.- Addressing the first session of the 15th symposium for the Canon Law Association of Slovakia on Tuesday, Archbishop Charles Chaput of Denver called for Catholics in America and Europe to oppose the rise of a “state-encouraged atheism” which reduces religion to “an individual lifestyle accessory” incapable of influencing the world. The archbishop exhorted Christians to respond to these trends by rediscovering their historic faith as the only sound basis for a just society.
Recalling the historical experience of the Slovakian Church under Communism, Archbishop Chaput told the assembly of Central European bishops and canon lawyers that Christians are being called today to defend the Church's own rights, and the rights of all people, against the “civil religion” of relativism.
Like Communism, he explained, today's secularist ideology envisions “a society apart from God” where “men and women might live wholly sufficient unto themselves,” sharing no higher guiding principle than “satisfying their needs and desires.”
This seemingly benign vision, he warned, leaves no place for the Church's work of evangelism, teaching, and activism.
The Denver archbishop also underscored the difference between “freedom of worship” and the “freedom of religion,” noting that the former is a “much smaller and more restrictive idea” in which religion has a place “but only as an individual lifestyle accessory.” On the other hand, “freedom of religion” includes “the right to preach, teach, assemble, organize, and to engage society and its issues publicly, both as individuals and joined together as communities of faith.”
Citing legislation and court decisions in America and Europe, the archbishop detailed an ongoing shift in western societies, from a non-sectarian public policy of broad religious tolerance, to an overtly anti-religious form of government which attacks religion in the name of tolerance.
A comprehensive attack on religious freedom, and specifically upon Christianity, the archbishop explained, has already begun. He told the Slovakian audience that this attack promotes an “aggressively secular political vision and a consumerist economic model.” Its end goal, he said, is to replace God and the Church with technology and social engineering.
According to Archbishop Chaput, one example of this increasing official hostility against the Church could be seen in the June 2010 raid on the Palace of the Archbishop of Brussels, in which bishops were detained without due process and tombs belonging to two cardinals were desecrated.
In light of such events, he warned, “the Church's religious liberty is under assault today in ways not seen since the Nazi and Communist eras.”
The cornerstone of a Catholic and Christian response to these assaults should begin with personally trusting in Christ, he advised. “A Catholicism of resistance,” he added, “must be based on trust in Christ's words: 'The truth will make you free'.”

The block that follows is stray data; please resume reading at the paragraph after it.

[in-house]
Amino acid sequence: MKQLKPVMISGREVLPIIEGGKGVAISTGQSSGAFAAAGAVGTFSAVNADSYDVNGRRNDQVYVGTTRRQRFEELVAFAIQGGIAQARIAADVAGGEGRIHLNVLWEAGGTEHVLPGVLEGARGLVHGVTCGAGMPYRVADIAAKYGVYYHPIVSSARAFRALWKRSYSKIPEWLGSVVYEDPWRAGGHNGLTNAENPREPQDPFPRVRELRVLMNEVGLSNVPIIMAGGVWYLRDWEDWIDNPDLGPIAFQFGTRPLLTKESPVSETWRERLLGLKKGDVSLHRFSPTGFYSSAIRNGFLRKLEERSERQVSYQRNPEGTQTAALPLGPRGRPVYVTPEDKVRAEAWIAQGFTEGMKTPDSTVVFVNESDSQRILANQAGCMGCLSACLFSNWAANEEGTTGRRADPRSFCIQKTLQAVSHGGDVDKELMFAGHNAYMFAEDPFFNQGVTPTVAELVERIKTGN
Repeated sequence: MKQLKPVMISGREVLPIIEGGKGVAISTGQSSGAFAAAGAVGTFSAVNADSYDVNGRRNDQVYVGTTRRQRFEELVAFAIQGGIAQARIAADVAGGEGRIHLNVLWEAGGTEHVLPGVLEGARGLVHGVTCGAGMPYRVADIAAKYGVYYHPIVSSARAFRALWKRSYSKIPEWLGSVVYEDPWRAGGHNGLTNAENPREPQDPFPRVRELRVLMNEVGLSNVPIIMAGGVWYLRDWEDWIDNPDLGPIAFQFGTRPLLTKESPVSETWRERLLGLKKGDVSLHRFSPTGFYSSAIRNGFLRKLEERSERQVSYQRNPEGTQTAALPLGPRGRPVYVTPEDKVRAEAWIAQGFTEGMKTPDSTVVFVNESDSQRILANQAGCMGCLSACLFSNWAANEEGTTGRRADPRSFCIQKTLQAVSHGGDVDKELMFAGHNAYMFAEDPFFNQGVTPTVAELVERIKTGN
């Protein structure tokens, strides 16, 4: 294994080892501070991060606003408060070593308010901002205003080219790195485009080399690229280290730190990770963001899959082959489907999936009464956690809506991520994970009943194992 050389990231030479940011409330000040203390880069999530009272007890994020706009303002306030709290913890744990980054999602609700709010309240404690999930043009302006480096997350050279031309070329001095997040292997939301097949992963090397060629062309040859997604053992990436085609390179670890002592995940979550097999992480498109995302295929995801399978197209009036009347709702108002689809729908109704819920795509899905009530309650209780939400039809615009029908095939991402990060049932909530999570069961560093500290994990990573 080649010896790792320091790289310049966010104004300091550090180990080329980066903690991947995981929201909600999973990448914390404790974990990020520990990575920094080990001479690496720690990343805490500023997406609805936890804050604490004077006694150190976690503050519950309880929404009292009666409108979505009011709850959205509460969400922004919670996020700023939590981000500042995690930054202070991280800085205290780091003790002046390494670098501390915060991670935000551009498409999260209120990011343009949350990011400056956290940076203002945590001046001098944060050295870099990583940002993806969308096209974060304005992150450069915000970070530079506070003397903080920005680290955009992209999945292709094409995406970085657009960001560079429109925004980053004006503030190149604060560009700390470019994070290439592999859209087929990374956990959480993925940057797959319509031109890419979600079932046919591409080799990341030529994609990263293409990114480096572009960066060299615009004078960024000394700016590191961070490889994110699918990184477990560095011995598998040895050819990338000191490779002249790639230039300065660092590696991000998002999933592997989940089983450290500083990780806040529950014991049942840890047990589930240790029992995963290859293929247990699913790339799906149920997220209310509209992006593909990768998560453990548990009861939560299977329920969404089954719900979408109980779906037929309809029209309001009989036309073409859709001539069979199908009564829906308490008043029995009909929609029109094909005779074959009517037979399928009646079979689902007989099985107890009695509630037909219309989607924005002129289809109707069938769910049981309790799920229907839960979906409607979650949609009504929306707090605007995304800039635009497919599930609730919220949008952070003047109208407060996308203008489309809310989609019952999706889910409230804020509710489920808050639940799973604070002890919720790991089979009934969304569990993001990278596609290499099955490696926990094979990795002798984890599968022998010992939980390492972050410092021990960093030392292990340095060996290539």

Trust in the power of truth gave many Eastern European dissidents their unique “insight into the nature of totalitarian regimes,” he reminded his listeners, drawing special attention to the words of the Czech leader Vaclav Havel, who maintained the key to resistance was in “living in the truth.”
When it comes to how Catholics today should view their “discipleship and mission,” the Denver prelate said they should see it precisely as 'Living in the truth.'
A truthful way of life, according to Archbishop Chaput, rejects attempts to hide unacceptable realities behind acceptable words: “Living within the truth also means telling the truth and calling things by their right names.” It also requires Christians to expose falsehoods foisted upon the public, “exposing the lies by which some men try to force others to live.”
The greatest falsehood of contemporary times, the archbishop argued, is that civilization can exist on a completely autonomous, agnostic basis, “as if God does not matter and as if the Son of God never walked this earth.”
Forms of humanism which exclude God from public life, he asserted, cannot protect the dignity of human beings. “Our most cherished values, cannot be defended by reason alone, or simply for their own sake.”
He explained that human dignity and rights must be understood as God-given personal attributes, according to the dictates of Christian revelation. Otherwise, human rights become merely the “arbitrary conventions of men and women,” which the state can take away at will.
In this context, Archbishop Chaput explained, the legality of abortion can be understood as an indicator of secular society's deepest contradictions. What began as an unassuming philosophy of “live and let live” becomes warped into a license to kill: “The will to power of the strong is given the force of law to kill the weak.”
Such contradictions, according to the archbishop, display “a kind of 'inner logic' that leads relativism to repression.” “The dogma of tolerance,” he explained, “cannot tolerate the Church's belief that some ideas and behaviors should not be tolerated.”
Archbishop Chaput warned that when societies forbid the public proclamation and active expression of religious truths, they inevitably end up exalting the power of the state. “A society where faith is prevented from vigorous public expression,” he said, “is a society that has fashioned the state into an idol. And when the state becomes an idol, men and women become the sacrificial offering.”
Drawing his words to a close, Archbishop Chaput told his Slovak listeners, only a “believing community of resistance” can present and defend the truth in a world of enforced public nihlism.
“We are ambassadors of the living God to a world that is on the verge of forgetting him,” the archbishop recalled. “Our work is to make God real; to be the face of his love; to propose once more to the men and women of our day, the dialogue of salvation.”